Jelly Roll Morton, Inventor Of Jazz, Online Book by Alan Lomax

with Some sheet music & lyrics.

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Orleans musicians were always looking for novelty effects to attract the public, and many of the most important things in jazz originated in some guy's crazy idea that we tried out for a laugh or just to surprise the folks.
Most people don't understand the novelty side of jazz. Vibrato—which is all right for one instrument but the worst thing that ever happened when a whole bunch of instruments use it—was nothing at the beginning but an imitation of a jackass hollering. There were many other imitations of animal sounds we used—such as the wah-wahs on trumpets and trom­bones. Mutes came in with King Oliver, who first just stuck bottles into his trumpet so he could play softer, but then began to use all sorts of mutes to give his instrument a different flavor. And I, myself, by accident, discovered the swats on drums. Out in Los Angeles I had a drummer that hit his snares so loud that one night I gave him a couple of fly swatters for a gag. This drummer fell in with the joke and used them, but they worked so smooth he kept right on using them. So we have "the swats" today—a nice soft way to keep your rhythm going.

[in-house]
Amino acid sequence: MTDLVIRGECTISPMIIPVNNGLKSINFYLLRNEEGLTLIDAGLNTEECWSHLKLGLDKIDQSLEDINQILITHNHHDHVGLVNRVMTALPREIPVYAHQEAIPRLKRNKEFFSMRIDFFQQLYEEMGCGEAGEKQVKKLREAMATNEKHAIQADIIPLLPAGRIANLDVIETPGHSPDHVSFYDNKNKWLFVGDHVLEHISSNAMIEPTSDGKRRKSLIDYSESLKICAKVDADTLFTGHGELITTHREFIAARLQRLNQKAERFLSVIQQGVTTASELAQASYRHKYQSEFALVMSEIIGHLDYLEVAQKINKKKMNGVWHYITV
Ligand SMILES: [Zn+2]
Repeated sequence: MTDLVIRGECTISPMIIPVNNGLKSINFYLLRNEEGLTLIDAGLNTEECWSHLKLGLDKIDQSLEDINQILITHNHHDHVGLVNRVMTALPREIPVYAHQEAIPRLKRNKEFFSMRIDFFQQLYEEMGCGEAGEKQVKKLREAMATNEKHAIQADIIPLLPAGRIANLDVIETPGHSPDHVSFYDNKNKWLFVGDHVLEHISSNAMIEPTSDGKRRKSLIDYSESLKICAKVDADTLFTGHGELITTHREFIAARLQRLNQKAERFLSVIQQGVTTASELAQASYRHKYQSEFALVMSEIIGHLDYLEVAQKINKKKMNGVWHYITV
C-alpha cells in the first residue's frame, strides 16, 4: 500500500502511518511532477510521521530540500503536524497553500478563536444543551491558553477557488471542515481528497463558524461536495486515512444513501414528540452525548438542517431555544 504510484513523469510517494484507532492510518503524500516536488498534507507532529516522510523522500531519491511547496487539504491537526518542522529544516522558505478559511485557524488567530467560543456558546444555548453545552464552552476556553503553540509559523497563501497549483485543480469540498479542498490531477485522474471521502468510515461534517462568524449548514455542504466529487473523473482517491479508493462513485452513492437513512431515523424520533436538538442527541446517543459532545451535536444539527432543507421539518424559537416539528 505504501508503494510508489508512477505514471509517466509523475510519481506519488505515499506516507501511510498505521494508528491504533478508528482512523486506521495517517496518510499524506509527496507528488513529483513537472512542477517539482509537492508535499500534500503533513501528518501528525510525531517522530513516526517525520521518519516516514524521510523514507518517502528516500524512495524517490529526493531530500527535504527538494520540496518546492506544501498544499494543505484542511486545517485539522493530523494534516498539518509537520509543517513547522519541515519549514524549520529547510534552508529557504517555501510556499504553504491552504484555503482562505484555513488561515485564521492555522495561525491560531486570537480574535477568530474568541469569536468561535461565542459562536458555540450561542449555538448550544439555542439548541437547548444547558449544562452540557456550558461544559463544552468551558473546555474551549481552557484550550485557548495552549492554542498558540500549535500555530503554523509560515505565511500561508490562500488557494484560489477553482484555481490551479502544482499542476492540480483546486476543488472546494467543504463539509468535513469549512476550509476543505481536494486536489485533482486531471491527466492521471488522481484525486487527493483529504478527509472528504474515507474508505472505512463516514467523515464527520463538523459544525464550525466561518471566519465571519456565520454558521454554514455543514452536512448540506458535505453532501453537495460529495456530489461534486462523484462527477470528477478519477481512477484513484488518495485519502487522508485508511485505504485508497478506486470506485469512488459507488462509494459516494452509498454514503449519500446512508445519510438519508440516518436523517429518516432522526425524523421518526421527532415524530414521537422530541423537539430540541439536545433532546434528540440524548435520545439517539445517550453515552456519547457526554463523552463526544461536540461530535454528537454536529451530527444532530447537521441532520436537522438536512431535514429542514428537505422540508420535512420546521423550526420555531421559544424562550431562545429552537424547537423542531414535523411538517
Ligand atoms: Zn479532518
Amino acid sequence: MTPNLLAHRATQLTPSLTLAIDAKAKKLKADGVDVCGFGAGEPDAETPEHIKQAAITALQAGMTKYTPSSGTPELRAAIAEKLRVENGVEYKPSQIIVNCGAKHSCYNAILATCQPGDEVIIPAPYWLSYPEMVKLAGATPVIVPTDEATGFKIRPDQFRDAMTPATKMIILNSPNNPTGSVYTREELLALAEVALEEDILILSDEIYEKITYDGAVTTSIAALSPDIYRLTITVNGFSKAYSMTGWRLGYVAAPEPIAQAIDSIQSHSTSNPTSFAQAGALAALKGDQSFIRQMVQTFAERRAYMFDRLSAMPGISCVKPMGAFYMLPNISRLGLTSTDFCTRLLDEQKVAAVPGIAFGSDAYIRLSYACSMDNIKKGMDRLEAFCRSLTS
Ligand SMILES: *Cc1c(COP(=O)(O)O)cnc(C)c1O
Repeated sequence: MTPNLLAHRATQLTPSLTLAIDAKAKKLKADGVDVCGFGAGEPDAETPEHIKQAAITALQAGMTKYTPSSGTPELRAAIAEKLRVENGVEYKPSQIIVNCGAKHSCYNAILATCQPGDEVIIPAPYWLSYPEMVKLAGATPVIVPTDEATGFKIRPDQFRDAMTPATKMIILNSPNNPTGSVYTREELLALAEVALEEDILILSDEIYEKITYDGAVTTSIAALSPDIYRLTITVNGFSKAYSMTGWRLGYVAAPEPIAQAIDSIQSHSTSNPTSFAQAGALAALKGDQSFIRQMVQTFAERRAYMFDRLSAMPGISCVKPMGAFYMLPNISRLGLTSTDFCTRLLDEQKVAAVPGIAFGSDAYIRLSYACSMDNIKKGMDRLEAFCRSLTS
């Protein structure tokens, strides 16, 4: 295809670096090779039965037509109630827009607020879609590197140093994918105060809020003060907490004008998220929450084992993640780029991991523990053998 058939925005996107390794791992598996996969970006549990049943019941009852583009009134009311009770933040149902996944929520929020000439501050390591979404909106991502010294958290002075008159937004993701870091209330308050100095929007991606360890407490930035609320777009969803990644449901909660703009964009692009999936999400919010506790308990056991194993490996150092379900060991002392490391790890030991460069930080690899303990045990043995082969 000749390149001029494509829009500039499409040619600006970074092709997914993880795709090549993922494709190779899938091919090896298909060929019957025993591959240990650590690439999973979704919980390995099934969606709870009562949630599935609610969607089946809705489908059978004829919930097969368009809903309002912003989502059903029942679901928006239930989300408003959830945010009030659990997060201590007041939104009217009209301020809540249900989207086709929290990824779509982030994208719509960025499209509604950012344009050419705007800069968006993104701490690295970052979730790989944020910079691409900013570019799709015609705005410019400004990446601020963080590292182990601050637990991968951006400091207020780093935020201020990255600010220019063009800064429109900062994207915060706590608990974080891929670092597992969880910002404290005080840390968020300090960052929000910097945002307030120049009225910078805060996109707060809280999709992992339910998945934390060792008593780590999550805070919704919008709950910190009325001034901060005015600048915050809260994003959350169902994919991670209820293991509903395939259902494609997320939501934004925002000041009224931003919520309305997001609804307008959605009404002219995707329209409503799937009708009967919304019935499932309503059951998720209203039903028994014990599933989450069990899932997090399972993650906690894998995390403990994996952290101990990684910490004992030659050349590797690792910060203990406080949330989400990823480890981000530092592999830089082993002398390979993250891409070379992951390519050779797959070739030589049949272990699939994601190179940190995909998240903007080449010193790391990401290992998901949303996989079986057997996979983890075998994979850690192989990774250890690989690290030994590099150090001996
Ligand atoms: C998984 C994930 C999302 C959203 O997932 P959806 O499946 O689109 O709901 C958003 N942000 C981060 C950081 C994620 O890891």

A lot of people have a wrong conception of jazz. Somehow it got into the dictionary that jazz was considered a lot of blatant noises and discordant tones, something that would be even harmful to the ears. The fact of it is that every musician in America had the wrong understanding of jazz music. I know many times that I'd be playing against different orchestras and I would notice some of the patrons get near an orchestra and put their hands over their ears. (Of course, 1 wouldn't permit mine to play that way.) Anyhow, I heard a funny fellow say once: "If that fellow blows any louder, hell knock my ear drums down." Even Germany and Italy don't want this dis­cordant type of jazz, because of the noise.
Jazz music is to be played sweet, soft, plenty rhythm. When you have your plenty rhythm with your plenty swing, it be­comes beautiful. To start with, you can't make crescendos and diminuendos when one is playing triple forte. You got to be